Massachusetts nonprofit cuts nursing turnover

  1. massachusetts nonprofit cuts nursing turnover
    administrators and nurses participating in a pilot program engineered by the institute for healthcare improvement, a nonprofit in cambridge, mass., have redesigned the way nurses work. they have reduced the amount of wasted time and increased the amount of time nurses spend at the patient's bedside.

    boston globe, nov. 27, 2006


    [s]

    ...institute specialists, including vice president pat rutherford , a former nursing administrator at children's hospital boston , have analyzed the workflow of nurses and made a series of recommendations on how to improve efficiency. they use a standard template, and nurses on individual units are encouraged to come up with ways to improve their workflow.
    among the key steps: getting medications and supplies closer to patients, so nurses spend more time with patients and less time at central supply cabinets.

    these kinds of common-sense steps have reduced the potential for medication errors and have made nurses feel happier about their work at prairie lakes, fuller said.
    "they can have more time at the bedside," she said, "and not spend time hunting and gathering for their medications."

    at the university of texas m.d. anderson cancer center , a 512-bed research hospital in houston, the nurses on two surgical units with a total of 58 beds are participating in the pilot program. they established a system of white boards in each patient room, where the clinical goals for the day, patient goals for the day, and nurse's photographs are posted. the boards have been so successful that they are being used in the rest of the hospital.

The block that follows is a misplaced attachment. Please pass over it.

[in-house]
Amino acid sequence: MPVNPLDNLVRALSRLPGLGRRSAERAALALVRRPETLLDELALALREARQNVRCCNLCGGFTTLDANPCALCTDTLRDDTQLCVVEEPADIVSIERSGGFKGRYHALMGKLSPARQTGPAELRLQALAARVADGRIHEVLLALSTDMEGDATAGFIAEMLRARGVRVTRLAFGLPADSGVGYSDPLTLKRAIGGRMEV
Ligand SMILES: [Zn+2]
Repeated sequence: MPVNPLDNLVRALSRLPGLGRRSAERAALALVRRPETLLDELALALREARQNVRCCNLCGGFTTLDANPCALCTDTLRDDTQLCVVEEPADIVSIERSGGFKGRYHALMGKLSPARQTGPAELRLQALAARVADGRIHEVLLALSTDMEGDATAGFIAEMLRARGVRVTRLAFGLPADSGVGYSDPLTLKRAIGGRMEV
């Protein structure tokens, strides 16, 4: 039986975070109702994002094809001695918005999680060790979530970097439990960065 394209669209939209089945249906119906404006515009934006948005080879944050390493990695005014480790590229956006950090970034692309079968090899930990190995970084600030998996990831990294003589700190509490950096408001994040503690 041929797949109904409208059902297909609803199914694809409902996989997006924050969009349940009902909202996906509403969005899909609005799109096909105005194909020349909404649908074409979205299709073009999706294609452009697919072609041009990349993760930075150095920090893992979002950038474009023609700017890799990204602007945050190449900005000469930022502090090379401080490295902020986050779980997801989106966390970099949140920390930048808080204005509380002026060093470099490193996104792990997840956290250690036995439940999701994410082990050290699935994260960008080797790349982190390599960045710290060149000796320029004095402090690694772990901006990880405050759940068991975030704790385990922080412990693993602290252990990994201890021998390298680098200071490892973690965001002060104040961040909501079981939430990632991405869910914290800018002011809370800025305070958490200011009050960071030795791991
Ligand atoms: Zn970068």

in a time-saving measure, m.d. anderson nurses developed an excel spreadsheet system to use during change-of-shift patient transfers, replacing meetings, which were consuming time and making nurses stay past the end of their shifts. in its first year it saved the hospital $80,000 in overtime payments. it is being rolled out hospitalwide, said beverly nelson , director of nursing practice programs.... [/s]
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  2. 3 Comments

  3. by   pickledpepperRN
    I would like to know more.
    This sounds like a good start.
    But I hope a spreadsheet is saving time but not replacing the shift report.
  4. by   NRSKarenRN
    Copying report "brains" by individual nurse is what my interpretation of spreadsheat is. Nurses update at end of shift then entire team has outline of patient needs.

    Bedside report still best way to go imho....when we started that in 1981, shaved 15-30 minutes off of 12 hr shift report and reasured pt of continuing care. Beat tape recorder hands down.
  5. by   pickledpepperRN
    Quote from NRSKarenRN
    Copying report "brains" by individual nurse is what my interpretation of spreadsheat is. Nurses update at end of shift then entire team has outline of patient needs.

    Bedside report still best way to go imho....when we started that in 1981, shaved 15-30 minutes off of 12 hr shift report and reasured pt of continuing care. Beat tape recorder hands down.
    That sounds great!

    It would eliminate so much writing and it is always nice to go home on time!
    I like bedside report too. Alert patient involvement is helpful.

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